The promise and the glory of digital is attribution: I know exactly where my views come from, where my clicks come from, where my sales come from. But that promise comes at a price: Maybe, just maybe, advertising was never worth what we paid for it.
So advertisers pull back. We’re not going to pour dollars down a black hole of non-viewability. The piece on ad fraud called for harsh measures and real penalties: “Advertisers and agencies should implement zero-tolerance policies and shut off services and networks completely for all future business opportunities when they have experienced fraud… Demand full refunds on campaigns, not just for the fraudulent portions. Recover fees from agencies. If you stop the flow of money, you might be surprised how fast real solutions show up.”
But even if we’re not talking about dishonestly and unethically charging advertisers for ads that are never seen, the cost of reach via digital channels is a fraction of its analog counterpart. A four-color 1/3 page ad in the New York Times Magazine -- circulation 1.2 million -- will run you more than $47 grand, or a CPM of around $40. Compare that to average CPMs for premium placements of general display ads ($10.40), premium mobile ads ($9.30), or even premium video ads ($32.80). Yeah, I know this isn’t an apples to apples comparison, but it sure is indicative of a value disparity: We may be able to be more precise with digital, but we still feel it’s worth less.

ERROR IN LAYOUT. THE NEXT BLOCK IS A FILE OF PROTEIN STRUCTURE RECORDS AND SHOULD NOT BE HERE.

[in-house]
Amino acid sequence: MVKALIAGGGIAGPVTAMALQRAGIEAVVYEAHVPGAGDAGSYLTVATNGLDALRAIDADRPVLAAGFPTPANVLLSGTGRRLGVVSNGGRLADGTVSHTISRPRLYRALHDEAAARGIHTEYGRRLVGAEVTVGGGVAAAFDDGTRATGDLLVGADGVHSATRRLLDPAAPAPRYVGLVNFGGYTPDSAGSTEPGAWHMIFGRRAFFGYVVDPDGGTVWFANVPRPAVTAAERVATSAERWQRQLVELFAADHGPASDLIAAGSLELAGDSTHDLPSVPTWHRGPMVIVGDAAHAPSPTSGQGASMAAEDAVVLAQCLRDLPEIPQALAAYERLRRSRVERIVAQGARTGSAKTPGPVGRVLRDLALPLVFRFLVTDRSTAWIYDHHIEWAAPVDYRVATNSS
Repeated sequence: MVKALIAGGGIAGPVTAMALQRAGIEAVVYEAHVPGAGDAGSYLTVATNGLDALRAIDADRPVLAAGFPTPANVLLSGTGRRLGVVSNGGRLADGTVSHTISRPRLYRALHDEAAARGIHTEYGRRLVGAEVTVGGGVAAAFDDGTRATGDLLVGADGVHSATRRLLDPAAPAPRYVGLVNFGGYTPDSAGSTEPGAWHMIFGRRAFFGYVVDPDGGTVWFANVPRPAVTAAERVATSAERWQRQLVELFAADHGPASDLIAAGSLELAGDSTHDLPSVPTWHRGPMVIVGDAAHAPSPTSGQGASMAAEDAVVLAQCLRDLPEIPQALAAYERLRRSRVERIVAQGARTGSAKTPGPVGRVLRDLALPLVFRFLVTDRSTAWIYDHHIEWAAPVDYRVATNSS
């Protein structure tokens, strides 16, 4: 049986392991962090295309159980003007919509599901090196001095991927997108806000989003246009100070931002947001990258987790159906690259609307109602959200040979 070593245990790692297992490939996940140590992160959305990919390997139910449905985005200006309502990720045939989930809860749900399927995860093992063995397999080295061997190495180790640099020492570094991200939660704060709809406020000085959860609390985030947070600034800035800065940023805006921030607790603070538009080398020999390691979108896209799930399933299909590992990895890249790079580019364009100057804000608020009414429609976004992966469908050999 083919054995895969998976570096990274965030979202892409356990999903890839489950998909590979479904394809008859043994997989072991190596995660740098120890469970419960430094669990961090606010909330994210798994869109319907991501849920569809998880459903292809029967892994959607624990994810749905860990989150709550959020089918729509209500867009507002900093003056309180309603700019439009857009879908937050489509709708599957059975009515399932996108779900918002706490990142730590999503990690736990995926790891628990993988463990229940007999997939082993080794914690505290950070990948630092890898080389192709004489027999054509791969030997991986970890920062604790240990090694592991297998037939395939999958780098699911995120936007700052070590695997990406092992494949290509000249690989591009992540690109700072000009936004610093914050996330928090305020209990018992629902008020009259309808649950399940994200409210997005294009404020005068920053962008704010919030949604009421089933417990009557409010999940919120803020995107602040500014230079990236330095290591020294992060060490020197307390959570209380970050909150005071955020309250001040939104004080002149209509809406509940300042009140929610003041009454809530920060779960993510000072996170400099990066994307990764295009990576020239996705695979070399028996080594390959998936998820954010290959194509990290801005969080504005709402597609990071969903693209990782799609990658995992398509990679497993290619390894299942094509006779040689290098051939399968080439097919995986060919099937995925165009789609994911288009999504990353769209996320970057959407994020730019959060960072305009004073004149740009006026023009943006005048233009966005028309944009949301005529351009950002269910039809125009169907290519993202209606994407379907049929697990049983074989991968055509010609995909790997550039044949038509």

When advertisers spend less, publishers make less. The volume of content competition, especially free content competition, is exponentially higher online than off, and publishers earn less for the inventory they do have. It’s no surprise that what ensues is a race to pay content providers as little as possible. Look at HuffPo, which built a $315 million-dollar company on the backs of unpaid bloggers.
So content providers are left to fend for themselves, and exploit the system however possible -- the way indie band Vulfpeck did last month. Driven by the desire to give their fans free concerts, and frustrated at the meager $0.005 per stream they receive from Spotify, Vulfpeck formed an elegant solution: “They uploaded 10 tracks of silence to Spotify under the name Sleepify. Then, they put out this video, urging fans to stream the album on repeat while they slept. The band pledged to use the royalty revenue they racked up to fund a tour, where all shows would have free admission. Each song on Sleepify is completely silent and only runs about 31 or 32 seconds long, the bare minimum length for a song to register as a royalty-worthy play on Spotify. The band calculated that if one user listened to the album all night on repeat (800 plays) that would work out to a $4 payout. Multiply that by thousands of listeners... The band ended up netting around $20,000 in royalties from the album.”
Vulfpeck’s cheeky workaround is obviously not very gratifying for Spotify, and they’ve since had to take it down (although they did get to keep the money). But that doesn’t change the moral of these stories.
The digital ecosystem doesn’t work for advertisers, who have to fight rampant fraudulent activity for eyeballs that may not even pay off. It doesn’t work for publishers, who couldn’t afford to pay content providers even if they wanted to. And it doesn’t work for content providers, who can’t afford to eat unless they find a loophole to exploit.
The only people it may work for are the content consumers. For everyone else, the digital content ecosystem is completely broken.